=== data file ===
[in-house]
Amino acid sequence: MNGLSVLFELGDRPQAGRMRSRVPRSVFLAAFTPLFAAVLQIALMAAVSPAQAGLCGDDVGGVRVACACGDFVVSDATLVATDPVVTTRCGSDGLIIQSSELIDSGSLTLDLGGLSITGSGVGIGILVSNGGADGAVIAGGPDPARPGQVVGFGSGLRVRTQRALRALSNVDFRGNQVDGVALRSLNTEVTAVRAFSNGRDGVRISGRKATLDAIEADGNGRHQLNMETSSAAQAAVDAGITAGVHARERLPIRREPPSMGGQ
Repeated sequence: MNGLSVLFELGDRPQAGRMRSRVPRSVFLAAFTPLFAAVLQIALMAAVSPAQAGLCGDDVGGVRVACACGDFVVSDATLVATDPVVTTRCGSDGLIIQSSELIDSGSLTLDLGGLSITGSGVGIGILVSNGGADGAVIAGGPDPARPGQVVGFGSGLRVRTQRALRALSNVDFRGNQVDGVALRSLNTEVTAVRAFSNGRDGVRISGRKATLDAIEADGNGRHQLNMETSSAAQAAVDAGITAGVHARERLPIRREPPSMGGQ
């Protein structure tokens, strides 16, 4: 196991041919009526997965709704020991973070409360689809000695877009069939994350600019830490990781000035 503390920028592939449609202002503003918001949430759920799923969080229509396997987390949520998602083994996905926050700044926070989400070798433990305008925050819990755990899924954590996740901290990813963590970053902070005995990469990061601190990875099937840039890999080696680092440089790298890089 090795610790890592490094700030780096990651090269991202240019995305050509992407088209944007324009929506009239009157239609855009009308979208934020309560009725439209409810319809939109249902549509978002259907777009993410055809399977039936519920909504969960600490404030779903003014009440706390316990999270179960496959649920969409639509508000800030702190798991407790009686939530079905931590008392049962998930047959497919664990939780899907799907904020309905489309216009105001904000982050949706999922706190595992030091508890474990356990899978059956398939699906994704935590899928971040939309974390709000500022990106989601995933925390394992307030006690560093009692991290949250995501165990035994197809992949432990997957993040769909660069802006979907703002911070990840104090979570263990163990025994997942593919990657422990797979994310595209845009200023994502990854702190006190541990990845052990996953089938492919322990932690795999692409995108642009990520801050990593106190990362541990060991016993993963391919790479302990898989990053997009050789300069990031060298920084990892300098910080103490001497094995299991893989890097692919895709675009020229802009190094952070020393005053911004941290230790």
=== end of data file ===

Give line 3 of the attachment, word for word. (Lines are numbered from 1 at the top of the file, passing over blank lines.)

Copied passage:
Repeated sequence: MNGLSVLFELGDRPQAGRMRSRVPRSVFLAAFTPLFAAVLQIALMAAVSPAQAGLCGDDVGGVRVACACGDFVVSDATLVATDPVVTTRCGSDGLIIQSSELIDSGSLTLDLGGLSITGSGVGIGILVSNGGADGAVIAGGPDPARPGQVVGFGSGLRVRTQRALRALSNVDFRGNQVDGVALRSLNTEVTAVRAFSNGRDGVRISGRKATLDAIEADGNGRHQLNMETSSAAQAAVDAGITAGVHARERLPIRREPPSMGGQ